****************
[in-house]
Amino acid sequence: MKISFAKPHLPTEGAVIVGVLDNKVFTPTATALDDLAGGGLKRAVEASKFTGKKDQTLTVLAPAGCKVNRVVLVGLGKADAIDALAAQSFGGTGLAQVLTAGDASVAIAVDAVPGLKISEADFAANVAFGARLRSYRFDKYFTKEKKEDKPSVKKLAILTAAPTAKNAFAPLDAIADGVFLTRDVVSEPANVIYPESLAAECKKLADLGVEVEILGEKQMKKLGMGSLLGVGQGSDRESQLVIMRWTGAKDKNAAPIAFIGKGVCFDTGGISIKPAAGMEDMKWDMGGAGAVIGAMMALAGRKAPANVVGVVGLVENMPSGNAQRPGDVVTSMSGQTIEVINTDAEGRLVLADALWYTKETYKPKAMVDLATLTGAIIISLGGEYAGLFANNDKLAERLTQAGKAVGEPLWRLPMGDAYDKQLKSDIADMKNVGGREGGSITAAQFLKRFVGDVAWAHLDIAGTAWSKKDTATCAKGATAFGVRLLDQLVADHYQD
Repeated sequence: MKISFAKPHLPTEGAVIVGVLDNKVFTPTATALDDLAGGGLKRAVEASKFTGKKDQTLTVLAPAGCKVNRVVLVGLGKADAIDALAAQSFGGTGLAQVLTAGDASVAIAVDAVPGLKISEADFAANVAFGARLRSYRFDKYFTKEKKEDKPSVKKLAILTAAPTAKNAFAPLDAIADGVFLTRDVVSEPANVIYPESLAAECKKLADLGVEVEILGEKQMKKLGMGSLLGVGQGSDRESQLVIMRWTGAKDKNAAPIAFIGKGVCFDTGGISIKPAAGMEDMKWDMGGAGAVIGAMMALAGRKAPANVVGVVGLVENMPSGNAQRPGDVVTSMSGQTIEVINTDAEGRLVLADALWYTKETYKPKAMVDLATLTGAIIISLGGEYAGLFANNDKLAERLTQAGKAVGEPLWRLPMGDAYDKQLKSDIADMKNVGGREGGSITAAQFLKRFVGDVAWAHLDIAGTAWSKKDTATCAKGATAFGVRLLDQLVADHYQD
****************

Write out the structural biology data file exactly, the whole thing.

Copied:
[in-house]
Amino acid sequence: MKISFAKPHLPTEGAVIVGVLDNKVFTPTATALDDLAGGGLKRAVEASKFTGKKDQTLTVLAPAGCKVNRVVLVGLGKADAIDALAAQSFGGTGLAQVLTAGDASVAIAVDAVPGLKISEADFAANVAFGARLRSYRFDKYFTKEKKEDKPSVKKLAILTAAPTAKNAFAPLDAIADGVFLTRDVVSEPANVIYPESLAAECKKLADLGVEVEILGEKQMKKLGMGSLLGVGQGSDRESQLVIMRWTGAKDKNAAPIAFIGKGVCFDTGGISIKPAAGMEDMKWDMGGAGAVIGAMMALAGRKAPANVVGVVGLVENMPSGNAQRPGDVVTSMSGQTIEVINTDAEGRLVLADALWYTKETYKPKAMVDLATLTGAIIISLGGEYAGLFANNDKLAERLTQAGKAVGEPLWRLPMGDAYDKQLKSDIADMKNVGGREGGSITAAQFLKRFVGDVAWAHLDIAGTAWSKKDTATCAKGATAFGVRLLDQLVADHYQD
Repeated sequence: MKISFAKPHLPTEGAVIVGVLDNKVFTPTATALDDLAGGGLKRAVEASKFTGKKDQTLTVLAPAGCKVNRVVLVGLGKADAIDALAAQSFGGTGLAQVLTAGDASVAIAVDAVPGLKISEADFAANVAFGARLRSYRFDKYFTKEKKEDKPSVKKLAILTAAPTAKNAFAPLDAIADGVFLTRDVVSEPANVIYPESLAAECKKLADLGVEVEILGEKQMKKLGMGSLLGVGQGSDRESQLVIMRWTGAKDKNAAPIAFIGKGVCFDTGGISIKPAAGMEDMKWDMGGAGAVIGAMMALAGRKAPANVVGVVGLVENMPSGNAQRPGDVVTSMSGQTIEVINTDAEGRLVLADALWYTKETYKPKAMVDLATLTGAIIISLGGEYAGLFANNDKLAERLTQAGKAVGEPLWRLPMGDAYDKQLKSDIADMKNVGGREGGSITAAQFLKRFVGDVAWAHLDIAGTAWSKKDTATCAKGATAFGVRLLDQLVADHYQD